EXPORTS AND EMPLOYMENT OPPORTUNITIES IN RUBBER INDUSTRY
Natural rubber is one of the most important agro-based industrial raw materials in the world. Global natural rubber output is estimated to be around 8.6 million tons with Thailand, Indonesia, Malaysia and India leading the pack. China, US, Japan and India are the leading consumers of natural rubber. Global natural rubber output is slightly lower than consumption and that has helped rubber prices to touch high levels during 2010 and 2011. Despite being the fourth largest producer of natural rubber in the world, India is yet to achieve the status of a major rubber-exporting country.
India is the third largest producer of natural rubber and the fourth largest consumer of natural rubber in the world. It also stands fifth in the consumption of natural rubber and synthetic rubber together in the world. This industry has tremendous chances of growth, which in turn can lead to exponential growth in export opportunities. The thrust area underlined in this paper is about the export opportunities, the recent trends in rubber industry, India's position in rubber sector and the employment opportunities in Indian rubber industry.
India is the third largest producer of rubber in the world consistent at the rate of 6% per annum. India produces around 800,000 tones of rubber. Firming up in global level has helped natural rubber prices to gain over 20 percent to Rupees 6,699 per 100 kg in 2010-11 (Apr-Mar) compared with the same period a year ago. Kerala contributes 90% of India's total production of natural rubber. Kerala and Tamil Nadu together occupy 86% of the growing area of natural rubber. In the traditional form it is cultivated in Kanyakumari in Tamilnadu and Kerala and in the non-traditional areas it is cultivated in the coastal regions of Karnataka, Goa, Andhra Pradesh, Orissa, Maharastra, Tripura, Andaman and Nicobar Islands.
RUBBER CONSUMPTION IN INDIA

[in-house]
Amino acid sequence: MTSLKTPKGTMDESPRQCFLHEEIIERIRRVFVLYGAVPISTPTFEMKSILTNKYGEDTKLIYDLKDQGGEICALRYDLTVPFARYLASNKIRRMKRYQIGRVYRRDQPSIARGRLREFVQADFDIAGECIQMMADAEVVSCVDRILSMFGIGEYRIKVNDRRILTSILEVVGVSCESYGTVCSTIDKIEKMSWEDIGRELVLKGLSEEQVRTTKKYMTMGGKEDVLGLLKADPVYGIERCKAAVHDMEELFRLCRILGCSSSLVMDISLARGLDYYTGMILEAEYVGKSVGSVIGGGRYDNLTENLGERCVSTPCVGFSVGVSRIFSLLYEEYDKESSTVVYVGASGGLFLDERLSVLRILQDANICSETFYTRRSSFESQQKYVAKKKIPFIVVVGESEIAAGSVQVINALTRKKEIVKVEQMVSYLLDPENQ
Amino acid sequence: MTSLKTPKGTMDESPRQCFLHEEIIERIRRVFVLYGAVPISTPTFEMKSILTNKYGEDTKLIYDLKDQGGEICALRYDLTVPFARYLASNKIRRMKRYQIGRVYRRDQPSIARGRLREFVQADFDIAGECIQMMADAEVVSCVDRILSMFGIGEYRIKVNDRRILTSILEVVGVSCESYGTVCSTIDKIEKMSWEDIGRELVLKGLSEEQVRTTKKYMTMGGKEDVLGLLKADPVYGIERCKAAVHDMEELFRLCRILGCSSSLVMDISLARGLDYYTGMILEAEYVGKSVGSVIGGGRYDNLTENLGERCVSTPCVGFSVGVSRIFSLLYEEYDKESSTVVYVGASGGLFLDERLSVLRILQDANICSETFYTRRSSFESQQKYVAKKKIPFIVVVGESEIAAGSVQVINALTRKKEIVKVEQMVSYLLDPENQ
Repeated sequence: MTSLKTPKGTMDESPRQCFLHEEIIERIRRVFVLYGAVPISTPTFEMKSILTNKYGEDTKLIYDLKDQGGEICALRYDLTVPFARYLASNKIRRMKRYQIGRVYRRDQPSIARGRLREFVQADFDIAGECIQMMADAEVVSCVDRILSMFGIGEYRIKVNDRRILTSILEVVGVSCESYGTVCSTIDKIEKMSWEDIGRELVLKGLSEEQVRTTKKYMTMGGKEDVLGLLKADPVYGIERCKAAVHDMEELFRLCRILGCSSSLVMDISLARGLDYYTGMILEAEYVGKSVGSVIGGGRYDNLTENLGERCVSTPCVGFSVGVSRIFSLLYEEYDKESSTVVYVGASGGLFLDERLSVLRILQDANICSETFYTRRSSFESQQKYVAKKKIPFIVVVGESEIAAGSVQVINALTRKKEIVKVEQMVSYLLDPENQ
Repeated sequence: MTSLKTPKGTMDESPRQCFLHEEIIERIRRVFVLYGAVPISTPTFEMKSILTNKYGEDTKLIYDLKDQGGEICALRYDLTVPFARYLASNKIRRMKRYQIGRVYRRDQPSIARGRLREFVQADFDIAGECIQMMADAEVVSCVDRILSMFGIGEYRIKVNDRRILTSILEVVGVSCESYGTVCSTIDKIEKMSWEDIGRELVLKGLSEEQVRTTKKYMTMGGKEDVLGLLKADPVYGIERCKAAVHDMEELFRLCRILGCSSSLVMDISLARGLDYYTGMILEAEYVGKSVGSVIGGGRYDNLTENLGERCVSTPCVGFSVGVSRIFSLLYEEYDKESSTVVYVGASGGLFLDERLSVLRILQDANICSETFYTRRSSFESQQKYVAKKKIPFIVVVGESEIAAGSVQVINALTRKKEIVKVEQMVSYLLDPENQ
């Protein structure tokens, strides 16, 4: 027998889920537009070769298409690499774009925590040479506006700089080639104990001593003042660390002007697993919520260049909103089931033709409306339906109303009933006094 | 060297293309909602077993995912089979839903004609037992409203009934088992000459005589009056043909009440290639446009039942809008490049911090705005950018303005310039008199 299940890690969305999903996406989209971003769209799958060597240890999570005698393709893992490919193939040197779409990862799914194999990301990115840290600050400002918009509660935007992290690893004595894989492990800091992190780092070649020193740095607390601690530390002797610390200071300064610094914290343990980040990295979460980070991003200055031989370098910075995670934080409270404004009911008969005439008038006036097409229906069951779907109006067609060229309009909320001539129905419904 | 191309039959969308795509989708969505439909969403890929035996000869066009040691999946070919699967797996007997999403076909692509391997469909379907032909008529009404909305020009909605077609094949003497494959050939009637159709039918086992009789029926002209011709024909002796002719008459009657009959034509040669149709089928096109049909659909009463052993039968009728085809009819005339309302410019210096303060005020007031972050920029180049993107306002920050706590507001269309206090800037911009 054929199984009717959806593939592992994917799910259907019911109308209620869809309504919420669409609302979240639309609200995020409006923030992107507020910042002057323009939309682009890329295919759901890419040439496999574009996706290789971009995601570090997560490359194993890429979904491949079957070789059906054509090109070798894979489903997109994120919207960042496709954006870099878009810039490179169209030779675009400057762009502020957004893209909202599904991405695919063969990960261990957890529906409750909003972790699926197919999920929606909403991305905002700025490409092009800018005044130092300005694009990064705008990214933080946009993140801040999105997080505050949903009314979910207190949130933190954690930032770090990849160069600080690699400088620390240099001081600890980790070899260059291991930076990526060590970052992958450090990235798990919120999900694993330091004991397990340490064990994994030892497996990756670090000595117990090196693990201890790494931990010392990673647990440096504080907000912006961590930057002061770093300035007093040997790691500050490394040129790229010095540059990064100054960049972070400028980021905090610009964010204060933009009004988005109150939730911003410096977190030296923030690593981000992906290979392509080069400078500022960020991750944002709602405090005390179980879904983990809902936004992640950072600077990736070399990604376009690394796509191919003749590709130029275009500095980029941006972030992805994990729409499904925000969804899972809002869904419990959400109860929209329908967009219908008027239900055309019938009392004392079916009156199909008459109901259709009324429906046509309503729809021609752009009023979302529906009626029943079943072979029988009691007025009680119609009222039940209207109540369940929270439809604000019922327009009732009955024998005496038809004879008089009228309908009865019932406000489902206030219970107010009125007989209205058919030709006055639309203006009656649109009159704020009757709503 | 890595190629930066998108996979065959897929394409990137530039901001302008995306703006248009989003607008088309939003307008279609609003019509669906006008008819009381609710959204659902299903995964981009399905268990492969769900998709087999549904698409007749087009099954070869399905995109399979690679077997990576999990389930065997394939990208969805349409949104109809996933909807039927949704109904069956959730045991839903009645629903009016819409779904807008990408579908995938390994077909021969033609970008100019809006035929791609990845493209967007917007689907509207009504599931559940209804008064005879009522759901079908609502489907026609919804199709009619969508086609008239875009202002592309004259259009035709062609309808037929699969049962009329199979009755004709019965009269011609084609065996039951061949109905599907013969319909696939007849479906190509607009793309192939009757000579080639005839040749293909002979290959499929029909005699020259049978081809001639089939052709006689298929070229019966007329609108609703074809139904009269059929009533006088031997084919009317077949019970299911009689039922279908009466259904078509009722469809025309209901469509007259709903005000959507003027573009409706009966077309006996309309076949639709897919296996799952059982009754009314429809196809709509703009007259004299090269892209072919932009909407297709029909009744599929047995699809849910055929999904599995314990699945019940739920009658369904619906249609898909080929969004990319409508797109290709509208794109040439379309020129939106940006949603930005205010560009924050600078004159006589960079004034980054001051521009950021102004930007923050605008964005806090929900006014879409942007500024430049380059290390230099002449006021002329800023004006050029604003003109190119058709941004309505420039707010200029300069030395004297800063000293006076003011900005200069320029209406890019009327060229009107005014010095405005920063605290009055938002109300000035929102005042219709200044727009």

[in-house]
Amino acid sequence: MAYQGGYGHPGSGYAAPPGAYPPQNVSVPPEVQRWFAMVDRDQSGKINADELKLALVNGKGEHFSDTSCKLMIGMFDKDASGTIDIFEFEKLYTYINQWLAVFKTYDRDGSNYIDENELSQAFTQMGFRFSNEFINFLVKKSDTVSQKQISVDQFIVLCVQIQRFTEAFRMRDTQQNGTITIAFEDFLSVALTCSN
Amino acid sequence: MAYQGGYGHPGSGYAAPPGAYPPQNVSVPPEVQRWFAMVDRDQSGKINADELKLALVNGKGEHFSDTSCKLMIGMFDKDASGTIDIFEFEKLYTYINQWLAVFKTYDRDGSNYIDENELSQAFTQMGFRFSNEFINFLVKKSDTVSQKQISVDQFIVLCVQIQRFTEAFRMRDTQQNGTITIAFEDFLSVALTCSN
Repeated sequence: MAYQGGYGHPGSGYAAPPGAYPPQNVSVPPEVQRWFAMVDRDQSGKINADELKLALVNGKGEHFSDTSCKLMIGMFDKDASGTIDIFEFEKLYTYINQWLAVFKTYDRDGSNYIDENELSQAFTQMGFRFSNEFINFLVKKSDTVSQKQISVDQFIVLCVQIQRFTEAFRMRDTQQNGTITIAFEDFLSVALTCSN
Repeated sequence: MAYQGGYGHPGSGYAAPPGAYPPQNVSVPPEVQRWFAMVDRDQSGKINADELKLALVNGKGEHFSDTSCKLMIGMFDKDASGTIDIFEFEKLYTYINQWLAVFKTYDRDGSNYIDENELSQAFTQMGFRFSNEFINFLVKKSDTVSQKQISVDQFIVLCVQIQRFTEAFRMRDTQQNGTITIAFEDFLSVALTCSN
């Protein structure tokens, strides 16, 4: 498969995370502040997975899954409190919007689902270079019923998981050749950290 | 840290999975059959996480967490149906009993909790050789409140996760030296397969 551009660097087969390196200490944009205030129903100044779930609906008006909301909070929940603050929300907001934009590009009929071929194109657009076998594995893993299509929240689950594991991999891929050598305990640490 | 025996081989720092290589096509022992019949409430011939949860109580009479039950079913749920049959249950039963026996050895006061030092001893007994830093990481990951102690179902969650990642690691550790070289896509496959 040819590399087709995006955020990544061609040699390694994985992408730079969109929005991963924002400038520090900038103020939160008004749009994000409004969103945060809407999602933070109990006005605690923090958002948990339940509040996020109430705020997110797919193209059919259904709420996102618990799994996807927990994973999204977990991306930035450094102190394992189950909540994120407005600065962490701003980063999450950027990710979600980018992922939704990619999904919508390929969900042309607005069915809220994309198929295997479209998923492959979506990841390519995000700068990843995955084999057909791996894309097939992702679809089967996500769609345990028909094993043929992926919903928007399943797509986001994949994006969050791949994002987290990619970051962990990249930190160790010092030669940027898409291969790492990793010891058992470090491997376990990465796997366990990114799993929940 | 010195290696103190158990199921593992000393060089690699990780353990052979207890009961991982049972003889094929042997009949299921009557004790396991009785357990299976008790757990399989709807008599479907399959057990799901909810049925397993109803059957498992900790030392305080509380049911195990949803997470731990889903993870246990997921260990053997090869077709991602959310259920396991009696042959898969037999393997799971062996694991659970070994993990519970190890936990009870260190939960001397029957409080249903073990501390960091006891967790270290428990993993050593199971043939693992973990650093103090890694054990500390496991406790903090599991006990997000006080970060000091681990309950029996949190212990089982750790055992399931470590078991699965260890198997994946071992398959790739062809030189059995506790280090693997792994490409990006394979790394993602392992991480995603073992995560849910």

Tyre makers are the main consumers of natural rubber in India and consume nearly 60 percent and the rest by non-tyre sector. The per capita consumption of rubber in India is only 800 grams compared to 12 to 14 kilos in Japan, USA and Europe. So far as consumption of rubber products is concerned, India is far from attaining any saturation level. This is another factor leading to tremendous growth prospects of the industry.
The wide range of rubber products manufactured by the Indian rubber industry are; Auto tyres, Auto tubes, automobile parts, footwear, belting, hoses, cycle tyres and tubes, cables and wires, camelback, battery boxes, latex products, pharmaceutical goods and also hi-tech industrial items. The important areas which the industry caters to includes; All the three wings of defence; Civil,
Aviation, Aeronautics., Railways and agriculture transport, Textile, engineering industries, Pharmaceuticals, mines, steel plants. The detailed note on the consumption of natural rubber is given below;
STATUS & EMPLOYMENT OPPORTUNITIES
The Indian rubber industry has a turnover of Rs. 12000 crores. The exports of Indian natural rubber have increased tremendously over the years and have reached 76000 ton in 2008-09 but annually India is importing around 50000 tons of rubber.